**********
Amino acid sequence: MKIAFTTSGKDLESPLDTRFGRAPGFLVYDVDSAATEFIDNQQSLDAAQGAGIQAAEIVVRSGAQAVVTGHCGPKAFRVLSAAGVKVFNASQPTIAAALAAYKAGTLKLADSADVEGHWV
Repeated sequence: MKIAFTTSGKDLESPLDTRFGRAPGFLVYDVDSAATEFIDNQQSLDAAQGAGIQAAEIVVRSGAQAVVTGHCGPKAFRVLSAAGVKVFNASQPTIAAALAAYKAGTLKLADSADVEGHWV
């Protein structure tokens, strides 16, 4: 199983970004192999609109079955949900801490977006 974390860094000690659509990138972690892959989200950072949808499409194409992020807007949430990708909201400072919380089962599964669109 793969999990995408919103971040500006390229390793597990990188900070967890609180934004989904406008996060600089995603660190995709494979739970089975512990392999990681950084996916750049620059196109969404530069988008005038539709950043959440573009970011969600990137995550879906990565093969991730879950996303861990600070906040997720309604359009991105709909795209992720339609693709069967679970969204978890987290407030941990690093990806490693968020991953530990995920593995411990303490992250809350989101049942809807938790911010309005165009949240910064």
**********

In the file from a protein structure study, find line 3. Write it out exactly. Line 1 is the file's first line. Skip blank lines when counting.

């Protein structure tokens, strides 16, 4: 199983970004192999609109079955949900801490977006 974390860094000690659509990138972690892959989200950072949808499409194409992020807007949430990708909201400072919380089962599964669109 793969999990995408919103971040500006390229390793597990990188900070967890609180934004989904406008996060600089995603660190995709494979739970089975512990392999990681950084996916750049620059196109969404530069988008005038539709950043959440573009970011969600990137995550879906990565093969991730879950996303861990600070906040997720309604359009991105709909795209992720339609693709069967679970969204978890987290407030941990690093990806490693968020991953530990995920593995411990303490992250809350989101049942809807938790911010309005165009949240910064």